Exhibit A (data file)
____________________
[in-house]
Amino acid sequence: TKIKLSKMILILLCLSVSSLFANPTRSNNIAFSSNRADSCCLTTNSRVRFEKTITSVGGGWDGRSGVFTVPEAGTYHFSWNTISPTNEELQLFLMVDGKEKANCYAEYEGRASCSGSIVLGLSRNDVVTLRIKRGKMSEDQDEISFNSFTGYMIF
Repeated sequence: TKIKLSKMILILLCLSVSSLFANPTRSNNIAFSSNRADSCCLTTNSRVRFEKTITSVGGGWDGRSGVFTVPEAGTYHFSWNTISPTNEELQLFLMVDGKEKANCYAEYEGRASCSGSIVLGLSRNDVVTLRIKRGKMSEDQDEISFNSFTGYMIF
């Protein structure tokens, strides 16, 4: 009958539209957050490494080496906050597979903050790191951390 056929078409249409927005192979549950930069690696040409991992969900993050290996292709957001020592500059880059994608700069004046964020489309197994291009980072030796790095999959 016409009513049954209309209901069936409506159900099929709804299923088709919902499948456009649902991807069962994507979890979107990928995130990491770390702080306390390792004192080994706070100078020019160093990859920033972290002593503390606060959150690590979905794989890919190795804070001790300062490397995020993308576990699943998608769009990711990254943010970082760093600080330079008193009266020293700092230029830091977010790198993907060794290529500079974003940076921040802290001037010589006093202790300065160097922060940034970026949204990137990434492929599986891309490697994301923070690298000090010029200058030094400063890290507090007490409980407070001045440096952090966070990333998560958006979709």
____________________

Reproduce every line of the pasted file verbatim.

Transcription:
[in-house]
Amino acid sequence: TKIKLSKMILILLCLSVSSLFANPTRSNNIAFSSNRADSCCLTTNSRVRFEKTITSVGGGWDGRSGVFTVPEAGTYHFSWNTISPTNEELQLFLMVDGKEKANCYAEYEGRASCSGSIVLGLSRNDVVTLRIKRGKMSEDQDEISFNSFTGYMIF
Repeated sequence: TKIKLSKMILILLCLSVSSLFANPTRSNNIAFSSNRADSCCLTTNSRVRFEKTITSVGGGWDGRSGVFTVPEAGTYHFSWNTISPTNEELQLFLMVDGKEKANCYAEYEGRASCSGSIVLGLSRNDVVTLRIKRGKMSEDQDEISFNSFTGYMIF
């Protein structure tokens, strides 16, 4: 009958539209957050490494080496906050597979903050790191951390 056929078409249409927005192979549950930069690696040409991992969900993050290996292709957001020592500059880059994608700069004046964020489309197994291009980072030796790095999959 016409009513049954209309209901069936409506159900099929709804299923088709919902499948456009649902991807069962994507979890979107990928995130990491770390702080306390390792004192080994706070100078020019160093990859920033972290002593503390606060959150690590979905794989890919190795804070001790300062490397995020993308576990699943998608769009990711990254943010970082760093600080330079008193009266020293700092230029830091977010790198993907060794290529500079974003940076921040802290001037010589006093202790300065160097922060940034970026949204990137990434492929599986891309490697994301923070690298000090010029200058030094400063890290507090007490409980407070001045440096952090966070990333998560958006979709």